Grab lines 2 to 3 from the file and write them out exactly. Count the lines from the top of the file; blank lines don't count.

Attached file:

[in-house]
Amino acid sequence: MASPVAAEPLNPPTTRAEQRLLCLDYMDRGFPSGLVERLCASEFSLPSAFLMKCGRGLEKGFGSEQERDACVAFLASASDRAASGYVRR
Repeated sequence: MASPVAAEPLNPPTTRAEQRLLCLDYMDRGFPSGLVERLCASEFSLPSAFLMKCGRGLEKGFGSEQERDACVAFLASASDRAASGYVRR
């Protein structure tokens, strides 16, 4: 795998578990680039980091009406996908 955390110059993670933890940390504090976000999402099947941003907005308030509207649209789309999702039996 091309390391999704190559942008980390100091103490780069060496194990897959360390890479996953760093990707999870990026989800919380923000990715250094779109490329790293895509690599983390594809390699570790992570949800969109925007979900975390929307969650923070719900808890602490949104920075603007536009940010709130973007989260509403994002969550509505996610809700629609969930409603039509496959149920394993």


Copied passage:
Amino acid sequence: MASPVAAEPLNPPTTRAEQRLLCLDYMDRGFPSGLVERLCASEFSLPSAFLMKCGRGLEKGFGSEQERDACVAFLASASDRAASGYVRR
Repeated sequence: MASPVAAEPLNPPTTRAEQRLLCLDYMDRGFPSGLVERLCASEFSLPSAFLMKCGRGLEKGFGSEQERDACVAFLASASDRAASGYVRR